Spreading and folding of the light reflector are relatively easy and rapid, although fixing and removal of the plates may prove difficult if they have been deformed or otherwise damaged. Furthermore, the system is place consuming and it cannot have a reduced floor-space, either for packaging and shipping purposes or for the normal coming and going of the photographer.
It is an object of this invention to propose a light reflector avoiding the aforesaid drawbacks. A further object of the invention is a light reflector which is versatile and easy to manufacture.
To this effect, the light reflector according to the invention complies with the definitions given in the claims.
Accordingly, when the proximal end of each of the ribs is removably mounted in the armature, the light reflector may be packaged for shipping or otherwise transported in a flat condition as the ribs removed from the armature may be simply collected as a bundle laid along the armature and the cloth. Manufacture of the ribs is simplified.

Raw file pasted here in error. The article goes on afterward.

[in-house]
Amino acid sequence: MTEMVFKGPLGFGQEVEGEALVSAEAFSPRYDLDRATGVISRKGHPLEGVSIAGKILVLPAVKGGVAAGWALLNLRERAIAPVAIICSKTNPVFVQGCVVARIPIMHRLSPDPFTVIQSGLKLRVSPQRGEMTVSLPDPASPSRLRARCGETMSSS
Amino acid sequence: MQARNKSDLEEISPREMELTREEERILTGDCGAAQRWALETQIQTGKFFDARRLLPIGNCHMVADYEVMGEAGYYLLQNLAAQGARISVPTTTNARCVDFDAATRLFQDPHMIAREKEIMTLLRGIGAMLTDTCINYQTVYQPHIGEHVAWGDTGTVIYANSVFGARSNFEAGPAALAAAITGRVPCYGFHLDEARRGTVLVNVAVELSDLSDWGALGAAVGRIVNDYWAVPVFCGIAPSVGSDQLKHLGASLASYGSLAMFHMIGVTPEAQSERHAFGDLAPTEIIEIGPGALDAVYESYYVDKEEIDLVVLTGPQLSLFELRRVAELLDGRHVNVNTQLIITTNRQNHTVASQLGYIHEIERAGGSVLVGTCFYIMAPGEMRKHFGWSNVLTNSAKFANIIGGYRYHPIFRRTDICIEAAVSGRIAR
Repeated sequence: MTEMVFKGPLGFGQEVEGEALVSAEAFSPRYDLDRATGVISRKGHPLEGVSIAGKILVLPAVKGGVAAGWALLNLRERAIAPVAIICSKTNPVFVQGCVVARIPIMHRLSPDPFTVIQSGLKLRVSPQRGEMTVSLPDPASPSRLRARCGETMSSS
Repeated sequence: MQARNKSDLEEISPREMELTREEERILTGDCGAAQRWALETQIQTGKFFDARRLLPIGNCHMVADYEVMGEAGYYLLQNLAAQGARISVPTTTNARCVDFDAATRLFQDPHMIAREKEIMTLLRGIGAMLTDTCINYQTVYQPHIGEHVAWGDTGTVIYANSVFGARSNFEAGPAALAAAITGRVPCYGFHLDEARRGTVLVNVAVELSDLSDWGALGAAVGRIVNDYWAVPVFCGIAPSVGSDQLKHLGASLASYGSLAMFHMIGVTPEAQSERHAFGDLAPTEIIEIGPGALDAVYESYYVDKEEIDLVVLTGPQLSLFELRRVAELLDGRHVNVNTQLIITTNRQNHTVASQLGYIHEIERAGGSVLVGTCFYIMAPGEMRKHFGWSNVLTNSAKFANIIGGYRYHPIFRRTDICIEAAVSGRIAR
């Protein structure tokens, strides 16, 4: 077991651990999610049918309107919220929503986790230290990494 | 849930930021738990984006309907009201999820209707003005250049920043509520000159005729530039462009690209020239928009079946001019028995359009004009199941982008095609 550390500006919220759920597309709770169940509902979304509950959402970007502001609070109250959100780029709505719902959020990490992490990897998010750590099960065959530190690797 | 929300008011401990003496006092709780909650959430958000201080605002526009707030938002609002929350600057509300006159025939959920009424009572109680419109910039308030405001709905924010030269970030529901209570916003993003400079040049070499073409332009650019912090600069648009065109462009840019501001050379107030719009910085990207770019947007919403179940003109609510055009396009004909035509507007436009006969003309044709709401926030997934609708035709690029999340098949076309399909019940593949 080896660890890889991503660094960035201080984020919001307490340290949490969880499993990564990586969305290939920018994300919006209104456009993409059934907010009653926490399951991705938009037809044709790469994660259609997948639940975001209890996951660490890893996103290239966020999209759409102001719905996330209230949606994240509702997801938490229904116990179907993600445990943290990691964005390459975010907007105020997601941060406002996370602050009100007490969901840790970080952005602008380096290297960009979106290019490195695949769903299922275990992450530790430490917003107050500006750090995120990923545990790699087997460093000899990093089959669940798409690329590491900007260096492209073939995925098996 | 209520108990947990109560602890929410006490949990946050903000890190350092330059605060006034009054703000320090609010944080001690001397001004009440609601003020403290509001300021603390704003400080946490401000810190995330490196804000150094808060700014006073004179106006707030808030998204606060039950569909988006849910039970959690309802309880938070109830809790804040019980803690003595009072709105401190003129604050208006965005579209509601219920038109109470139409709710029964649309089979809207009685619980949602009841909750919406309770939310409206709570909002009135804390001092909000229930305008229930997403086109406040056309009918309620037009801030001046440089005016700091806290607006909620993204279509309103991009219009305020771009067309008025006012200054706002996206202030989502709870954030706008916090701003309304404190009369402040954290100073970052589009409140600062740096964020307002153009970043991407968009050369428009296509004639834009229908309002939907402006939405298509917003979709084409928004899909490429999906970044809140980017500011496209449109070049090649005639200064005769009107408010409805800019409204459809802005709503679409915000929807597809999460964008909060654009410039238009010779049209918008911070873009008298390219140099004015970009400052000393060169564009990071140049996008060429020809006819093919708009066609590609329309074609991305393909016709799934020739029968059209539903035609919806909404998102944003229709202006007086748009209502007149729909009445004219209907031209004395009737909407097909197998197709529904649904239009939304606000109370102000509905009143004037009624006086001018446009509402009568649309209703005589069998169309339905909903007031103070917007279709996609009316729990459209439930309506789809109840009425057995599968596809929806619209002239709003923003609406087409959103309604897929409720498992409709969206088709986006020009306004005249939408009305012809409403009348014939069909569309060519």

In one simple embodiment, the proximal end of each of the ribs is movably inserted into a socket of the armature. In a preferred embodiment aimed at ease of operation, the socket is pivoted on the armature between a first position where it extends substantially peripherally of the armature and a second position where it extends at substantially 90 degrees from the first position.
Preferably the armature is ring shaped with said first position of the socket being radial to the ring shaped armature and said second position of the socket being substantially parallel to an axis of the ring shaped armature. There may be means for locking the socket in said first position. In a still preferred embodiment, said means for locking the socket in said first position comprise a sleeve mounted on the socket for reciprocal motion thereon, and a peripheral radial aperture in said ring shaped armature for housing a portion of said sleeve. Spring means may be arranged between said socket and said sleeve for urging said portion of the sleeve into said radial aperture.